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Topsy-turvy 1585 - THE SHORT VERSION
by:Robin D. Gill
At 460 pages, this is the short version of Topsy-turvy 1585, a critical yet entertaining essay of the 611 ways Europeans and Japanese were considered contrary to one another, according to Luis Frois S.J. (1532-1597), a prolific letter writer who sent more information about Japan to Europe than anyone before or since. The book includes a full English...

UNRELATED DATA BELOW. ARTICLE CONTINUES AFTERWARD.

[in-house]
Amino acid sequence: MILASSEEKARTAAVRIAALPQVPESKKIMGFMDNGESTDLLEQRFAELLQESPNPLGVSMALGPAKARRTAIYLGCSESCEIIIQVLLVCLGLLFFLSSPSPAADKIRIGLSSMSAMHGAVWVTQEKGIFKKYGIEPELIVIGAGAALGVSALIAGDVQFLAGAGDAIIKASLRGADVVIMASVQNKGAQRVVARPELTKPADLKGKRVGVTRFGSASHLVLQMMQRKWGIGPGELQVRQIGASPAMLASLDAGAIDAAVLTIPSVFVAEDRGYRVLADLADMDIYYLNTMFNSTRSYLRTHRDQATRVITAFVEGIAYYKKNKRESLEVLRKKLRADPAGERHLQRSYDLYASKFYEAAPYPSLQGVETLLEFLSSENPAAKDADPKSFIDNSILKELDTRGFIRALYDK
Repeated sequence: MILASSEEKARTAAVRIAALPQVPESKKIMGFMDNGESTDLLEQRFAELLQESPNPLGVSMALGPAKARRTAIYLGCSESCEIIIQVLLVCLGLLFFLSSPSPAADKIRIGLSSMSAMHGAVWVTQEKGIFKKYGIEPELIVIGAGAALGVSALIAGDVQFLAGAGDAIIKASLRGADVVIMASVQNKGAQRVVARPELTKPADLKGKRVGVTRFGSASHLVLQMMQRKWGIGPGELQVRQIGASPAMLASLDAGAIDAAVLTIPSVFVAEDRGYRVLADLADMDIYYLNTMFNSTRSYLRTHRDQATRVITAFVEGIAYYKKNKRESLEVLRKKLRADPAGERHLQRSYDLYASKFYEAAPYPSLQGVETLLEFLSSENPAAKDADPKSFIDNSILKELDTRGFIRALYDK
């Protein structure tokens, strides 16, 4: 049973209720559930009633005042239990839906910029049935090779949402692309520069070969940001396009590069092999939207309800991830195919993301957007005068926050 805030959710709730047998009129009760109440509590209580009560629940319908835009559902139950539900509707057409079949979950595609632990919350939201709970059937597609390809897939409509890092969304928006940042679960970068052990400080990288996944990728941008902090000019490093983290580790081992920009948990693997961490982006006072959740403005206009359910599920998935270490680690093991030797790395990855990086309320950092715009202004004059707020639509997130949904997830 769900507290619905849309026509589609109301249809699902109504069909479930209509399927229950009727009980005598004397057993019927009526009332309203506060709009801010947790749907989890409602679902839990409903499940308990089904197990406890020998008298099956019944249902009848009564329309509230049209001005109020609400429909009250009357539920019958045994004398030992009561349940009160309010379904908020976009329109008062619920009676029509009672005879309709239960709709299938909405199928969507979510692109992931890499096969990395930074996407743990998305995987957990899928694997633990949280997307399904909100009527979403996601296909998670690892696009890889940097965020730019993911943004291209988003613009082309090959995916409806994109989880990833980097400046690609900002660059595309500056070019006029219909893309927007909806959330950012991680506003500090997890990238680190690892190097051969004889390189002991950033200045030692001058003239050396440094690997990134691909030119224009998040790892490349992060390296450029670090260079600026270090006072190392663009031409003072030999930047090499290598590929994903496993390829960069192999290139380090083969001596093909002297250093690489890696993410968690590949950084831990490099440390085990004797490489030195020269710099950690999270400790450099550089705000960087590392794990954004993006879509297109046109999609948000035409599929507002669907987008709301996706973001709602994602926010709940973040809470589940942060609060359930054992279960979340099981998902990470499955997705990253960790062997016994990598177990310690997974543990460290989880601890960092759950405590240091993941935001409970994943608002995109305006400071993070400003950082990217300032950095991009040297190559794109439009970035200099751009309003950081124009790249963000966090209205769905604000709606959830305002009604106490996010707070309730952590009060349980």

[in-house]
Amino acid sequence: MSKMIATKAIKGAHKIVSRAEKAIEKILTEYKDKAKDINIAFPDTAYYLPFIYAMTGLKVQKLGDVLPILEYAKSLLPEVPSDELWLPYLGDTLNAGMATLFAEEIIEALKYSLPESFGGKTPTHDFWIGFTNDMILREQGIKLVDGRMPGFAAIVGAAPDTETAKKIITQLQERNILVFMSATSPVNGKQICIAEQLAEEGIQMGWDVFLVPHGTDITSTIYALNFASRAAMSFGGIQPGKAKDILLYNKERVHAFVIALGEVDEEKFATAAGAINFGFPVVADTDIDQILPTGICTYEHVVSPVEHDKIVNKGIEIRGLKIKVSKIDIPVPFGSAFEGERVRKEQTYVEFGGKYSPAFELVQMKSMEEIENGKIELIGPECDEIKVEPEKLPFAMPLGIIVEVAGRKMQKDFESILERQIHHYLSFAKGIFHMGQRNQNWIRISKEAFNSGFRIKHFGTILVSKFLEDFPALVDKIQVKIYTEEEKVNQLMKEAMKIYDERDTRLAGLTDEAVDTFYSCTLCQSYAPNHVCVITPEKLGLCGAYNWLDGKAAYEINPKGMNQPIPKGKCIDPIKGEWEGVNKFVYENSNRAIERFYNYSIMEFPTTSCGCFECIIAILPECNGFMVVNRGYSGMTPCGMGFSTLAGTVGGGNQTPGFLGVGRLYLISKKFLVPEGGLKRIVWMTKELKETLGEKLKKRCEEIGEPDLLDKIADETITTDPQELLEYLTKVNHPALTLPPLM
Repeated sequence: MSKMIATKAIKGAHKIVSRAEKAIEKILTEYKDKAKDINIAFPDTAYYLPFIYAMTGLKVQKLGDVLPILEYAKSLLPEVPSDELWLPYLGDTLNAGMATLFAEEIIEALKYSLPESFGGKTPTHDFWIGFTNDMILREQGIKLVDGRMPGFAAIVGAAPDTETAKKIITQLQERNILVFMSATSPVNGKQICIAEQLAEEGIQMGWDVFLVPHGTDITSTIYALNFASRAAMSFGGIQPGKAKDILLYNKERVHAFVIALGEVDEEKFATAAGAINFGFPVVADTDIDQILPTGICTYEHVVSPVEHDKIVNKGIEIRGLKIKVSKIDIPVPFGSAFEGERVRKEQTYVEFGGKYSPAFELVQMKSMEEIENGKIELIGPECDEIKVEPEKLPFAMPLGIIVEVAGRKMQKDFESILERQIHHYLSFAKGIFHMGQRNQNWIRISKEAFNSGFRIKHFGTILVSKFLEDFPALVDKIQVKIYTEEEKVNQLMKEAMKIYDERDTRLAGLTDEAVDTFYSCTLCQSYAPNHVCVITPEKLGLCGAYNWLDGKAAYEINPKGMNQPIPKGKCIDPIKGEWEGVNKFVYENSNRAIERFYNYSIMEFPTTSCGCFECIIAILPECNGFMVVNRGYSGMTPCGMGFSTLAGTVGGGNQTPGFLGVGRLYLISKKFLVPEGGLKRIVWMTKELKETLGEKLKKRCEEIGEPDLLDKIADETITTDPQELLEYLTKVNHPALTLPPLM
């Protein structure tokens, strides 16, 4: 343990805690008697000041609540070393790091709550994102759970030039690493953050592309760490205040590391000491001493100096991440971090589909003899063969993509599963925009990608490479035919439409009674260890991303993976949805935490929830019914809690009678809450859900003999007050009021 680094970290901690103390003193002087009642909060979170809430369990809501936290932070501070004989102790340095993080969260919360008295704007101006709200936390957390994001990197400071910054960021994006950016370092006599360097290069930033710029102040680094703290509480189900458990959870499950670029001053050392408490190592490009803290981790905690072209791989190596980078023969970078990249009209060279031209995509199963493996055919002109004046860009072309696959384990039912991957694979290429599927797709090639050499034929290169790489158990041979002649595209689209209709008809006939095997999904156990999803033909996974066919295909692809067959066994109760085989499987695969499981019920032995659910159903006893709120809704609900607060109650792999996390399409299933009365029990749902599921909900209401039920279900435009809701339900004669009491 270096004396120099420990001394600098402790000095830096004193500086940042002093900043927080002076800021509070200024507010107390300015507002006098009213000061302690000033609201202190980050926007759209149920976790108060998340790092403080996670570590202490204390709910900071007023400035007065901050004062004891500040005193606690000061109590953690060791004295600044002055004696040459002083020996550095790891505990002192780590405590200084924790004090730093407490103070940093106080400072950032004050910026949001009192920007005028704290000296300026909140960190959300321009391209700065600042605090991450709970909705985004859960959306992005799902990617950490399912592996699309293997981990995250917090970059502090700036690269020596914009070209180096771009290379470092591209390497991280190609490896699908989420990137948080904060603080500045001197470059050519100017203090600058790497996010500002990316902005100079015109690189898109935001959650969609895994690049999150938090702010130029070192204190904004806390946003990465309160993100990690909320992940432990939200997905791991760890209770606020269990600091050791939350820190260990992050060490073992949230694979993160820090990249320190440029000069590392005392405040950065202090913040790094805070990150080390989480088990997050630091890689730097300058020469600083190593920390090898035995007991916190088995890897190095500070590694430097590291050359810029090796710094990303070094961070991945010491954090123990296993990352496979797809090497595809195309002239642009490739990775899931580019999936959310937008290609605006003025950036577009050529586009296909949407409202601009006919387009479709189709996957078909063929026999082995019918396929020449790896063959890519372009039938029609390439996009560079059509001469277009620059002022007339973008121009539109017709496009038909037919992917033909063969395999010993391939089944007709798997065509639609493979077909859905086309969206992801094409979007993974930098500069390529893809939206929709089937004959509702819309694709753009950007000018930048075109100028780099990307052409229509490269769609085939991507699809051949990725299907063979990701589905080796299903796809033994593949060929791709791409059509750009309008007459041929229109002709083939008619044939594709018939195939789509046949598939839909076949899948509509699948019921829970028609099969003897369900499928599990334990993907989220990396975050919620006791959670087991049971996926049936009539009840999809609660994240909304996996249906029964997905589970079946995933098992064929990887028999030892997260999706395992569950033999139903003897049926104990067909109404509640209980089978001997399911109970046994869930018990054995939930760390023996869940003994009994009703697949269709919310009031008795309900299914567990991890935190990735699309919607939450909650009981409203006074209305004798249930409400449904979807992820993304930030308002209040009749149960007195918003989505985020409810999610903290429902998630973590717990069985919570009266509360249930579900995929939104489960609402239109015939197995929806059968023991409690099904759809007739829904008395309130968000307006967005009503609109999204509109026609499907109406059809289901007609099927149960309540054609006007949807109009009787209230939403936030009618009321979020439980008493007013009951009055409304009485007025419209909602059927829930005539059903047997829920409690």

At 460 pages, this is the short version of Topsy-turvy 1585, a critical yet entertaining essay of the 611 ways Europeans and Japanese were considered contrary to one another, according to Luis Frois S.J. (1532-1597), a prolific letter writer who sent more information about Japan to Europe than anyone before or since. The book includes a full English translation of his treatise (Tratado em que se contem . . .), of the 611 topsy-turvy items, each only two-lines long (a distich)in the original, and hundreds of additional topsy-turvy items in the Foreword on the history of Topsy-turvy and within the much longer annotations by translator-critic robin d. gill. The Tratado was not an exercise in what we now call Orientalism, but precocious cultural relativism born in connection with the revolutionary new Jesuit policy of Accommodation. Note that Herodotus made dozens of black and white contrasts between Egypt and the Greco-Roman civilization he called "the rest of the world;" Alberuni (Il Bîrûnî) did the same for India and the West (mostly what Occidentals now call the Middle East); but no one found hundreds as did Frois for Europe and Japan. Some of Frois's contrasts are almost expected: We paid to have night-soil removed; They paid for the night-soil. Some are a surprise: Our (European) women were far less free than Japanese women at that time. And some are just plain fun: We sniff melons on the top to see if they are ripe; Japanese do so on the bottom. (There is a reason for this, but you must buy the book to learn it). This is a book that is meant to educate and entertain. The author is known in Japan for writing books against stereotypes, explaining how differences between cultures and people are exaggerated. So, he is the perfect person to introduce the most radical book of difference ever written.
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